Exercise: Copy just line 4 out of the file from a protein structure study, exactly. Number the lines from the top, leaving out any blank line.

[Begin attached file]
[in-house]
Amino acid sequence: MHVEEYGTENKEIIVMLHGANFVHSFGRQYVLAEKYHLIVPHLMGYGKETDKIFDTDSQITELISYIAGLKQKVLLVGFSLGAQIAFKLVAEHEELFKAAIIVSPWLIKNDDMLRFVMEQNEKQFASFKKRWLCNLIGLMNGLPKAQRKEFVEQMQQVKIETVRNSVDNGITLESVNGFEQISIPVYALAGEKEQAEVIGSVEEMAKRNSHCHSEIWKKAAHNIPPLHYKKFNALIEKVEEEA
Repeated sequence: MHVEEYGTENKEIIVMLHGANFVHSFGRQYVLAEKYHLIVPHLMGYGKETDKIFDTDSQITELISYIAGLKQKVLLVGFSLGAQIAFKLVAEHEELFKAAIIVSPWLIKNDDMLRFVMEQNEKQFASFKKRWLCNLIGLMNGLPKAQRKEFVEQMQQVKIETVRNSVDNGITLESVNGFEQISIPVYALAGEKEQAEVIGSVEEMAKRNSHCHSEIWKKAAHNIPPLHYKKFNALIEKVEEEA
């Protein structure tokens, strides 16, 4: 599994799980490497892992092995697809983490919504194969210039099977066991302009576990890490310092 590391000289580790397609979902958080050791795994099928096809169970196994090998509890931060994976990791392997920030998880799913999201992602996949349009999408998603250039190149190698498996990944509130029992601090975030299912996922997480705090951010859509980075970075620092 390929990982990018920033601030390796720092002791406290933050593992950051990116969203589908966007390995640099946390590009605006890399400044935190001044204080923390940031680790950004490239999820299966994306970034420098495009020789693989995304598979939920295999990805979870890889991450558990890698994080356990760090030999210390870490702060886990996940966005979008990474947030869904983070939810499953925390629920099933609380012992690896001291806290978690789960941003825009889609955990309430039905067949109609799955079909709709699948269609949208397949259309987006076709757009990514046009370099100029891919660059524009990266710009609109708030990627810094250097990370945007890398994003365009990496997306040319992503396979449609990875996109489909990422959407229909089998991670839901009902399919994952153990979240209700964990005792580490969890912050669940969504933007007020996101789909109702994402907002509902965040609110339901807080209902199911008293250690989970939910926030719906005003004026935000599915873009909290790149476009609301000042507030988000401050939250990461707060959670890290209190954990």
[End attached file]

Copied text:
């Protein structure tokens, strides 16, 4: 599994799980490497892992092995697809983490919504194969210039099977066991302009576990890490310092 590391000289580790397609979902958080050791795994099928096809169970196994090998509890931060994976990791392997920030998880799913999201992602996949349009999408998603250039190149190698498996990944509130029992601090975030299912996922997480705090951010859509980075970075620092 390929990982990018920033601030390796720092002791406290933050593992950051990116969203589908966007390995640099946390590009605006890399400044935190001044204080923390940031680790950004490239999820299966994306970034420098495009020789693989995304598979939920295999990805979870890889991450558990890698994080356990760090030999210390870490702060886990996940966005979008990474947030869904983070939810499953925390629920099933609380012992690896001291806290978690789960941003825009889609955990309430039905067949109609799955079909709709699948269609949208397949259309987006076709757009990514046009370099100029891919660059524009990266710009609109708030990627810094250097990370945007890398994003365009990496997306040319992503396979449609990875996109489909990422959407229909089998991670839901009902399919994952153990979240209700964990005792580490969890912050669940969504933007007020996101789909109702994402907002509902965040609110339901807080209902199911008293250690989970939910926030719906005003004026935000599915873009909290790149476009609301000042507030988000401050939250990461707060959670890290209190954990």